Most advisors were holding their breath at the end of 2010 because we did not have a clue how the tax laws were going to change for the years going forward. This made it difficult to make decisions on tax harvesting-selling stocks or funds to take advantage of gains and/or losses. This was mostly affecting the decision to take gains in 2010 if the maximum capital gain rate was going to be increased in 2011. Another area of apprehension was whether to convert traditional individual retirement accounts to Roth IRA’s affecting the choice to pay the taxes all on the 2010 tax return, or split it 50/50 between tax years 2011 and 2012. As you can imagine, it would have been valuable for individuals, tax planners, and financial advisors to have the answers to these questions well in advance of December.
As the saying goes “all good things take time”. Our patience was rewarded with a two year extension of the current tax laws and rates. This will give clients and their advisors more time to plan the best course of action for their portfolios and estate plans in preparation of possible higher tax liabilities in 2013.
One area where there will be an increase in taxes is a 3.8% surtax to higher-income taxpayers on investment income starting in 2013 which was part of the new health care bill. This surtax can be minimized in some cases by repositioning assets in a portfolio for tax-deferred, tax-free, or tax-sheltered growth and income. Tax-deferred income can be derived from investments in fixed or variable annuities, cash value or variable universal life insurance, before and after tax IRA contributions and making maximum contributions to corporate retirement plans. Tax-free income can be generated from investments in municipal bonds and municipal bond funds. Tax-sheltered income comes from investments in various types of investment trusts such as real estate investment trusts, gas and oil investment trusts and assisted living retirement trusts to name a few. Section 529 college plans and health savings plans (HSA’s) will also help reduce the impact of the new tax. Some of these plans have maximum contributions limits based on age such as the retirement plans, 529 plans, and HSA’s.
Another way to lessen the impact of higher taxes in 2013 and longer is to gift away those assets whose income will land on your tax return. This will also lessen the blow of the estate tax liability at your death. The annual gift exclusion is still $13,000 per year per person but you can gift this amount to as many people as you like such as children, children’s spouses, grandchildren and even friends. The unified estate and gift tax credit amount was increased for 2011 to $5 million per spouse or $10 million per couple. The generation-skipping transfer tax exclusion was also increased to $5 million.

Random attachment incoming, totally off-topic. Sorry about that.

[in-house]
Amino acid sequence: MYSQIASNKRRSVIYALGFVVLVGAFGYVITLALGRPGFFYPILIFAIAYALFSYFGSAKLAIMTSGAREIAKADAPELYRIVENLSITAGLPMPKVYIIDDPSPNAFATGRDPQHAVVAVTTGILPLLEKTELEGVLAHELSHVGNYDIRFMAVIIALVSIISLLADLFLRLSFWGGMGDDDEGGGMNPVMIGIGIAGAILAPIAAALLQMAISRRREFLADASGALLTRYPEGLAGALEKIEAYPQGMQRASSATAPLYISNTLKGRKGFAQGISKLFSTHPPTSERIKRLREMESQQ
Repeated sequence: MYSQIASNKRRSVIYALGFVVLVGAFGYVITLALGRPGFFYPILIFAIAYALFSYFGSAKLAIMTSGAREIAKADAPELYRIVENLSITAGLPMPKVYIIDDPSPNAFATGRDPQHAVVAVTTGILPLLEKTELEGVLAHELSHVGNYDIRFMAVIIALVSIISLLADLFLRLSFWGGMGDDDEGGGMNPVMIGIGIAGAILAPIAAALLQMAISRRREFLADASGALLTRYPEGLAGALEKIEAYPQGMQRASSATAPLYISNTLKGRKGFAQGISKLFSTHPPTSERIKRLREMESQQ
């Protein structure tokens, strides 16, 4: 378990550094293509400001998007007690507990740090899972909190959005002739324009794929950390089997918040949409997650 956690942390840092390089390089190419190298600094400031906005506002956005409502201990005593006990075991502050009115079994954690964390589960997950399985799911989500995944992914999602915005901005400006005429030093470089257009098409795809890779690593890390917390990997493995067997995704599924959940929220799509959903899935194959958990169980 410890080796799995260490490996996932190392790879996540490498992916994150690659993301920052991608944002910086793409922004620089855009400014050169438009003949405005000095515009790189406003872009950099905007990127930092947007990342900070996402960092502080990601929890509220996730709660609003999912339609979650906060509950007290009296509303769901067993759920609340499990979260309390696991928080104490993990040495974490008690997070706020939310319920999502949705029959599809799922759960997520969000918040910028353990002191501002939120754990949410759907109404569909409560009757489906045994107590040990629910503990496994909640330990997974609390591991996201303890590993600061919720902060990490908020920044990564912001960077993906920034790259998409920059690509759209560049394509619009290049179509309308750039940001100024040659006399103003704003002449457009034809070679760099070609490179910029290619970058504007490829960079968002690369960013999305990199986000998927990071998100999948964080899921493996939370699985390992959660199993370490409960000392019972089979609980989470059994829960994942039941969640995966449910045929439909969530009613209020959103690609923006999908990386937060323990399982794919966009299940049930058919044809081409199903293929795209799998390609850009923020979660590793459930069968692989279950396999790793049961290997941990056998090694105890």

Repositioning assets from high dividend paying securities to tax-favored securities such as exchange-traded funds (ETF’s) and traditional mutual funds that pay little or no dividends will lower the income on your tax return. A more creative option would be to put growth oriented stocks and funds into a Roth IRA which does not require mandatory distributions, income stocks and funds into variable annuities or traditional IRA’s (withdrawals are taxed as ordinary income not investment income), and keeping the non-IRA/annuity assets in tax-favored securities. Of course, depending on your situation, some combination of the above may help lower your taxes.
There are so many ways that the government allows you to save taxes. If you don’t use them, they don’t care. I am sure if you saved 35% of any amount of income, you would be thrilled. As you can imagine from just the few suggestions I have given you, there are many ways you can make changes in your portfolio without giving up growth or income. One way to maximize this is to work with professionals who are versed in all areas of investment and tax planning as they will most likely be able to prepare you for upcoming changes before they happen. Finding professionals that think creatively is valuable to helping you increase your assets and reduce your taxes. Keep in mind to look for help from advisors who are sensitive to the fact that, although we have a two year extension of current tax laws, time goes fast and changes probably shouldn’t be made all at once. Again, without trying to be redundant, ALL GOOD THINGS TAKE TIME.
Robin S. Davis is a Certified Financial Planner™, a member of the Financial Planning Association, and is the owner of Davis Wealth Management Group, Inc., in Stuart, Florida. She has been advising retirees since 1984 and has held over 500 public seminars on financial issues. She is the author of the book Who's Sitting On Your Nest Egg? Why You Need a Financial Advisor and Ten Easy Tests for Finding the Best One. Davis expresses the importance of utilizing a competent financial advisor. For more information, please call (800) 896-5422 or (772) 463-4441, visit www.daviswealth.com, or email: firstname.lastname@example.org.
Davis Wealth Management Group, an independent firm with securities offered through Summit Brokerage Services, Inc. Member FINRA & SIPC, and advisory services offered through Summit Financial Group, Inc., a registered investment advisor.